Aug 20, 2019

Top 10 Tips for a Successful Jump Chute with Martin Douzant

By Claire Kelley - USEA Staff
Iron Mann (Colorado Skrodstrup x Cape by Confetti), owned and bred by Krista Mann, competing in the jump chute portion of the USEA FEH 3-year-old Championships. USEA/Leslie Mintz Photo.

In a jump chute, much can be seen on how a horse uses himself while jumping. Their natural jumping ability, instincts, scope, power, stride, adjustability, and reaction time all come into play. When done right, the jump chute helps teach horses how to jump properly but when done wrong, the jump chute can cause more harm than good.

Martin Douzant of The Frame Sport Horses advises to always err on the side of caution when raising the height of jumps in the jump chute. “If the horse jumps through the chute well twice in a row, give them a pat and call it a day,” said Douzant. “The goal is to teach the horse how to jump safely and with a good technique.” Douzant, who is the designated jump chute handler for the 2019 USEA Future Event Horse (FEH) Championships, gives his top 10 tips for a safe and successful jump chute.

Martin Douzant’s 10 Jump Chute Tips

  1. Assemble a team of 3-5 people to help make the experience a success. You should have one person handling the horse, another at the turn into the chute, and another at the jump with a whip. Additional people can help with catching the horse after they go through the chute.
  2. Come prepared with gloves and a helmet. It’s also best to wear safe running shoes as wearing boots with spurs can be a safety hazard.
  3. Try to keep the jump chute area not too big and without any corners. A 20’ x 40’ oval is perfect. If you don’t have a small area readily available, simply create one with jump standards and poles.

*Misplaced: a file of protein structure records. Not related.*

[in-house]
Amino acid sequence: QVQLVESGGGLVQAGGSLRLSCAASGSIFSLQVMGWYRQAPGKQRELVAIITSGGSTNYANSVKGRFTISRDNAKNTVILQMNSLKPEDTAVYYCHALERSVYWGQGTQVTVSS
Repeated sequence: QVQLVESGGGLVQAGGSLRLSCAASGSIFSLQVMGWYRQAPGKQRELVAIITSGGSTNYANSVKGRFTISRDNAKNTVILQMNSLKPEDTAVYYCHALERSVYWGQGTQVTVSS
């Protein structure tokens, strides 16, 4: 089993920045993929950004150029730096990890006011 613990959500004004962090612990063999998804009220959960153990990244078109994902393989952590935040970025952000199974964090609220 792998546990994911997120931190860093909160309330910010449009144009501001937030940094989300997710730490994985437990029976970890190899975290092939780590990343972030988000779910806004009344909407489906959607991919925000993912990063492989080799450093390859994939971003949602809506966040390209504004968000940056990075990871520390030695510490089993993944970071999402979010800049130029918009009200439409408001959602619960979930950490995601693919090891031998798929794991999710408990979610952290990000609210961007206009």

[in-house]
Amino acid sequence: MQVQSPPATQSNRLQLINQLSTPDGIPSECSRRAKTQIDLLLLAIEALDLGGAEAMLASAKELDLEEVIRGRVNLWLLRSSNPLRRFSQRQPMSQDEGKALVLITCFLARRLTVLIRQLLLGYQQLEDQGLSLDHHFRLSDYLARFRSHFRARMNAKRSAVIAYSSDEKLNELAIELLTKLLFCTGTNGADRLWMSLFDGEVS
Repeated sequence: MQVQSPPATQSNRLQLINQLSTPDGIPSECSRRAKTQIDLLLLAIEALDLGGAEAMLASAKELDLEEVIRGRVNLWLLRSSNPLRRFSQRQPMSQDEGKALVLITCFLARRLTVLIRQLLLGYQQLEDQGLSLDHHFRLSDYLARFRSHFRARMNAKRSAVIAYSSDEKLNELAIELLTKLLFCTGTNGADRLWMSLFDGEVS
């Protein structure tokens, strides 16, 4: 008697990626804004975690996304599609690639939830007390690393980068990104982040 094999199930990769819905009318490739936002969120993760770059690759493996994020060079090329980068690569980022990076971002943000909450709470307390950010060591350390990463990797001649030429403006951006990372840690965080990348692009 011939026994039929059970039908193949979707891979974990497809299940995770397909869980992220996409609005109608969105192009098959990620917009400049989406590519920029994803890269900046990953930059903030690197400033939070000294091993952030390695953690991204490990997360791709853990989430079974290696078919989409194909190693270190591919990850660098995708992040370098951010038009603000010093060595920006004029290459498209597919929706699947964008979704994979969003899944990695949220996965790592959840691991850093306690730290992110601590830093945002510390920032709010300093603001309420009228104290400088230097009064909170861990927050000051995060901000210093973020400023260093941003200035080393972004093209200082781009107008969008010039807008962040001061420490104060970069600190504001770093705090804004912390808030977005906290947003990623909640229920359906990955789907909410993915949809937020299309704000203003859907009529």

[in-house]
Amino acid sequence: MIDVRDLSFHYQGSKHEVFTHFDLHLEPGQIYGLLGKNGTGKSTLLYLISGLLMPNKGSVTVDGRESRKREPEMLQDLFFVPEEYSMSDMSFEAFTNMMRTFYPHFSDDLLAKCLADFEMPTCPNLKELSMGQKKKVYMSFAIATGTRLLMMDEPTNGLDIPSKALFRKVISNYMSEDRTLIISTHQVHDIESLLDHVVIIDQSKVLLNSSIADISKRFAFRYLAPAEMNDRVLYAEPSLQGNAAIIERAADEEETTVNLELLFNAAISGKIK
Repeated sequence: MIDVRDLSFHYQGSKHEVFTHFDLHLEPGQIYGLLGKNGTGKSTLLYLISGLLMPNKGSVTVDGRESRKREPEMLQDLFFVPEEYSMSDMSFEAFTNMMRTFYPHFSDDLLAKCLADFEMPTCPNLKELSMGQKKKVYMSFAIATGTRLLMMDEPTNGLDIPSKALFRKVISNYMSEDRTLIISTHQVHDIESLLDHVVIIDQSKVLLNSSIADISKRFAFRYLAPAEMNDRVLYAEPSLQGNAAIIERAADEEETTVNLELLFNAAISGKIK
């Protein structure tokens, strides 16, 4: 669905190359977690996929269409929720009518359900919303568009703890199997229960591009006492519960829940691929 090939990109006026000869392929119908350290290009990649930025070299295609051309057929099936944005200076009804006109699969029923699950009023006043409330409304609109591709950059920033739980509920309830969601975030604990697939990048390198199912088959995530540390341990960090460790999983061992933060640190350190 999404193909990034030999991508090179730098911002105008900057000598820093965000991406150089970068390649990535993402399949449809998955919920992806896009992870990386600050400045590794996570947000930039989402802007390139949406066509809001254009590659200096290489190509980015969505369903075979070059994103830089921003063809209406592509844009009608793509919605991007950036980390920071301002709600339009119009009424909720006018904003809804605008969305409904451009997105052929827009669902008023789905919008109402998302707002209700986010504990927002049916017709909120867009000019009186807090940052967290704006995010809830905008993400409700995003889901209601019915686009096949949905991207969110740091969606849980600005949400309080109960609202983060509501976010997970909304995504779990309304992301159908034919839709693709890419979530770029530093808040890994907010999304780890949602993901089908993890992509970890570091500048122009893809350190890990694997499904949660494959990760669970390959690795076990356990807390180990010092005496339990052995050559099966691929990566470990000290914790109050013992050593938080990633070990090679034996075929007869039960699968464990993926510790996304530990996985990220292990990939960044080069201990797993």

4. The outside rail of the jump chute needs to be high enough so that the horse doesn’t think that jumping out is an option. We suggest a solid wall at least 6.5 feet tall.
  5. The inside rail of the jump chute also needs to be high. This can be constructed with jump standards and poles. We suggest using a minimum of 2-3 poles in each section to create a faux wall on the inside of the chute.
  6. The jumps need to be plain, but clear. Don’t just use a single rail. Build something up using a few rails or un-intimidating filler. The goal is to give the horse a good understanding of the height and width of the jump.
  7. Use safety jump cups. If the horse misjudges a jump, the poles should easily fall down to help avoid any injury.
  8. Try to avoid using chain shanks during the jump chute process. The easiest thing to do is have a “release rope” that slides through the halter making it easy to release your horse at the entrance to the jump chute.
  9. Prior to trying a jump chute clinic for the first time, the horse needs to have good ground manners and basic training. It’s best if the horse has a basic understanding of lunging and has a correct response to the lunge whip (i.e. they need to be comfortable with the whip and understand that they need to go forward).